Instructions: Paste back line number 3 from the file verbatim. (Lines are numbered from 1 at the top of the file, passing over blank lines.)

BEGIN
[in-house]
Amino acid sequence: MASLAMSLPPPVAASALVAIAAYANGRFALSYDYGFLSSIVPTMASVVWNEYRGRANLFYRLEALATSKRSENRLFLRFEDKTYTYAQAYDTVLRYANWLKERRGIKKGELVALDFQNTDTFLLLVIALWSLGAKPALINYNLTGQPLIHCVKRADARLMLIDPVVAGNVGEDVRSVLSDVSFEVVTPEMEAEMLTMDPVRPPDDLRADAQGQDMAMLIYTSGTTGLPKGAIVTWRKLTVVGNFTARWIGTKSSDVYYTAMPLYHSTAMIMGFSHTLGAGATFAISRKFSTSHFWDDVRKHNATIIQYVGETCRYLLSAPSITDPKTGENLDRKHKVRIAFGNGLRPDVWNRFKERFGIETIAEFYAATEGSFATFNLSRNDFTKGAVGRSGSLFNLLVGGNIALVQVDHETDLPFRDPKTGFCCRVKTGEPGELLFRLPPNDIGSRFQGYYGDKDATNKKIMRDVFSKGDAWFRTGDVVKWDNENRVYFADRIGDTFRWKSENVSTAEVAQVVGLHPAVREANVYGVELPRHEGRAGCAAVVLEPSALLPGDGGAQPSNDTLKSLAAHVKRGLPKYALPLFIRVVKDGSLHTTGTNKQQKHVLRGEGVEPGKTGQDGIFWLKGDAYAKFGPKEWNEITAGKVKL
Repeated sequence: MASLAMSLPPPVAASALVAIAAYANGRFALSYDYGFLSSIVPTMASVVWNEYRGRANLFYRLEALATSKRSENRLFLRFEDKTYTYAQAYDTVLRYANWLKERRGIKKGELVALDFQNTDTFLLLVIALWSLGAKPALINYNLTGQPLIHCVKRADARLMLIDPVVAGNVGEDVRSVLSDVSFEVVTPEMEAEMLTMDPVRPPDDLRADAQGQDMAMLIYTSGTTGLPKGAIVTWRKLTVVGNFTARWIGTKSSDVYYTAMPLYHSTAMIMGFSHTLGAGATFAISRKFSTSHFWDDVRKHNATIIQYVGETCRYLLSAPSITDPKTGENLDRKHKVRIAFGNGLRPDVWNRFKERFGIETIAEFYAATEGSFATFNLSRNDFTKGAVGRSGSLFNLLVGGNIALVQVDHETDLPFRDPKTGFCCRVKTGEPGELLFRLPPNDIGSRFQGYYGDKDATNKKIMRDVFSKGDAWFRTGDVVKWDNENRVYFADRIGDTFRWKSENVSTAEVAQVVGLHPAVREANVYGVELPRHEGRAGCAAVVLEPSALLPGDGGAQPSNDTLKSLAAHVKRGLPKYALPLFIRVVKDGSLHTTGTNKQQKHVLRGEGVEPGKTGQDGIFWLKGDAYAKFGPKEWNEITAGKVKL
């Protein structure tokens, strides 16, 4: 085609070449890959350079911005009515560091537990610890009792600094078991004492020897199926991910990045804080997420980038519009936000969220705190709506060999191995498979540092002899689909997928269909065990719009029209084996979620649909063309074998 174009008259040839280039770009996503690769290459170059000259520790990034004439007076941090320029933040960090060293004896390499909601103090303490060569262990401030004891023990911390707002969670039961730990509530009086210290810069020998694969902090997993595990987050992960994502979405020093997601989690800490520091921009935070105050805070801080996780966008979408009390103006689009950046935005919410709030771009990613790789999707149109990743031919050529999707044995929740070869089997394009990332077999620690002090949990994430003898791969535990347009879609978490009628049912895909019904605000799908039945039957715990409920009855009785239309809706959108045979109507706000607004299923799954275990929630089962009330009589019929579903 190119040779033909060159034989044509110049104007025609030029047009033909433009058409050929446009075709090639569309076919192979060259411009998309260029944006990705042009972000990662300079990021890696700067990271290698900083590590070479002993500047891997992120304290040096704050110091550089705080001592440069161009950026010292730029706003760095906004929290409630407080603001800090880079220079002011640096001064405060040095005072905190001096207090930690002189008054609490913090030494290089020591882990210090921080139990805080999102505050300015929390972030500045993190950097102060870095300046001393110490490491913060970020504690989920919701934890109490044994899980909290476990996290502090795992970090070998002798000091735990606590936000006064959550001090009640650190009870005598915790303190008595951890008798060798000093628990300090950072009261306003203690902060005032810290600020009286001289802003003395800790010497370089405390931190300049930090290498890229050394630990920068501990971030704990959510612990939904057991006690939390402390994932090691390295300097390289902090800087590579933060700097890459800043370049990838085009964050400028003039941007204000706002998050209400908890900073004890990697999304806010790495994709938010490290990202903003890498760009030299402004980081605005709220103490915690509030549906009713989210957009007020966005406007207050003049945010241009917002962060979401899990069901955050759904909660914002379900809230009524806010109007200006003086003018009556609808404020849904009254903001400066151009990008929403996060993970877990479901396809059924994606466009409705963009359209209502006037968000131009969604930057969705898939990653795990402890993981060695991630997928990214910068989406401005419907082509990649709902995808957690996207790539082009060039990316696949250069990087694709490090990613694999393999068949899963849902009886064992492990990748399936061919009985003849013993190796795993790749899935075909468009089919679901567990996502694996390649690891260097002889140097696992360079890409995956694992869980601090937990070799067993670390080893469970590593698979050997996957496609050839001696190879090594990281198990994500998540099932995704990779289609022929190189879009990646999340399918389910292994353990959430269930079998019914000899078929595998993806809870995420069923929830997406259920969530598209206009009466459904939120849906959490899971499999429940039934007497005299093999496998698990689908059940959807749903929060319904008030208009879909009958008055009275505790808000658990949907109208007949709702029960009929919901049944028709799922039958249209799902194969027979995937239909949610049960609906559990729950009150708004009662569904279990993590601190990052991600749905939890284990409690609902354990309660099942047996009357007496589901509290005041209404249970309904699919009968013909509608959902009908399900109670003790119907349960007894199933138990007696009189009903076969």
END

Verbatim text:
Repeated sequence: MASLAMSLPPPVAASALVAIAAYANGRFALSYDYGFLSSIVPTMASVVWNEYRGRANLFYRLEALATSKRSENRLFLRFEDKTYTYAQAYDTVLRYANWLKERRGIKKGELVALDFQNTDTFLLLVIALWSLGAKPALINYNLTGQPLIHCVKRADARLMLIDPVVAGNVGEDVRSVLSDVSFEVVTPEMEAEMLTMDPVRPPDDLRADAQGQDMAMLIYTSGTTGLPKGAIVTWRKLTVVGNFTARWIGTKSSDVYYTAMPLYHSTAMIMGFSHTLGAGATFAISRKFSTSHFWDDVRKHNATIIQYVGETCRYLLSAPSITDPKTGENLDRKHKVRIAFGNGLRPDVWNRFKERFGIETIAEFYAATEGSFATFNLSRNDFTKGAVGRSGSLFNLLVGGNIALVQVDHETDLPFRDPKTGFCCRVKTGEPGELLFRLPPNDIGSRFQGYYGDKDATNKKIMRDVFSKGDAWFRTGDVVKWDNENRVYFADRIGDTFRWKSENVSTAEVAQVVGLHPAVREANVYGVELPRHEGRAGCAAVVLEPSALLPGDGGAQPSNDTLKSLAAHVKRGLPKYALPLFIRVVKDGSLHTTGTNKQQKHVLRGEGVEPGKTGQDGIFWLKGDAYAKFGPKEWNEITAGKVKL